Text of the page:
Quick question ‒ do you floss your teeth once per day? You’re certainly not alone if the answer is “no,” as research has indicated that nearly a third of Americans don’t floss at all. If your flossing is lacking, you might want to consider the findings of a recent study.
Presented at the 2019 American Association for Cancer Research (AACR) annual meeting, this report concluded that routine flossing and dental visits could reduce the risk of oral cancer. For their project, the study authors examined data from patients at the ear, nose and throat clinic at The Ohio State University Comprehensive Cancer Center.
These patients had received oral cancer diagnoses between the years 2011 and 2014. They were required to complete a survey regarding their lifestyle choices, including their drinking/smoking habits and dental hygiene. The answers provided by the cancer patients were then contrasted against those who had visited the clinic for less serious reasons, such as dizziness or earache.
To get a clear picture of the importance of flossing and dental checkups, the study also considered their participants’ age, gender, socioeconomic status and racial backgrounds.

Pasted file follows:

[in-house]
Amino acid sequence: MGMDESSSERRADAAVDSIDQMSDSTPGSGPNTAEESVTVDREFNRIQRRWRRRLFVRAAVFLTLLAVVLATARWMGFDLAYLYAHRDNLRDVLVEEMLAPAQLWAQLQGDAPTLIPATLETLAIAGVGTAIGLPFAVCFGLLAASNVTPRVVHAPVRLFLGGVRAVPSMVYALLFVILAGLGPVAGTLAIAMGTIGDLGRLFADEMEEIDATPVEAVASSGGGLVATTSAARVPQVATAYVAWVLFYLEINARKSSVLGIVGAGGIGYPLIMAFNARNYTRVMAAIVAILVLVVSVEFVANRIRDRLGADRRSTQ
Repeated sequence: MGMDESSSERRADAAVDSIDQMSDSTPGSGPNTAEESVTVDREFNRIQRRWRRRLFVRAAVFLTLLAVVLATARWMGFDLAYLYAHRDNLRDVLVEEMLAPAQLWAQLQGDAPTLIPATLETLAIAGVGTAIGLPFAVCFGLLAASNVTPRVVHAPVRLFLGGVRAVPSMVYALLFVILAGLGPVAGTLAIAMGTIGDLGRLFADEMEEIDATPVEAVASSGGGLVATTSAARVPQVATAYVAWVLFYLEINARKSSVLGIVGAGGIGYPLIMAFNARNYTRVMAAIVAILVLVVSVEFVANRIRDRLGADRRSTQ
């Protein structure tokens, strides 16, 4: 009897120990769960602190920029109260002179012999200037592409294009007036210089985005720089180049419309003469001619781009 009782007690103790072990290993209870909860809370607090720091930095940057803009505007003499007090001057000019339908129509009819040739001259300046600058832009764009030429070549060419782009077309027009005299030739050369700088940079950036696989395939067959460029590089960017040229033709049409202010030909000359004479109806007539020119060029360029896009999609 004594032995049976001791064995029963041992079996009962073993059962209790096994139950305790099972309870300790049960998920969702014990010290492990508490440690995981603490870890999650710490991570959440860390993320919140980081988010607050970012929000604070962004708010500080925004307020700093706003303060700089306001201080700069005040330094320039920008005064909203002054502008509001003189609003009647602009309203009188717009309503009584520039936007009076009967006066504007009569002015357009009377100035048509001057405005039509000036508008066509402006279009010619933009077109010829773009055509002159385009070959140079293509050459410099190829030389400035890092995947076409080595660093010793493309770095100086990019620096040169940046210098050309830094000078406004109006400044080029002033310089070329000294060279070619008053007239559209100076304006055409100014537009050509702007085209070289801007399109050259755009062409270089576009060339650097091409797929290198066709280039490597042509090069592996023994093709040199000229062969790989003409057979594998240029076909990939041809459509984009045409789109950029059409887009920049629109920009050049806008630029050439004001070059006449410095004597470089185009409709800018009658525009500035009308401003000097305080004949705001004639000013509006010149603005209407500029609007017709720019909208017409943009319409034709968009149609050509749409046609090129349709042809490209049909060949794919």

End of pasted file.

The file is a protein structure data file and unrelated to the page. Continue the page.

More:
Time to Buy Floss?
The study’s conclusions illustrated the importance of both flossing and dental visits. Compared to those who visited the dentist at least once per year, subjects who made less than one yearly dental visit had double the risk of developing non-HPV oral cancer. The same difference was found between those who flossed daily and participants who were less diligent about flossing.
By itself, the report does not prove that failing to floss will increase your risk of oral cancer. However, it would be wrong to assume that there is no connection between your teeth and the health of the rest of your body. Denise Laronde, an associate professor in dentistry at the University of British Columbia, told the website Live Science that “”a lot of the times people look at their oral health as almost disconnected from the rest of their body. But so many systemic diseases are reflected in your oral health and vice versa.” Laronde further stated that “you’re not just flossing to keep your teeth, you’re flossing to maintain your health.”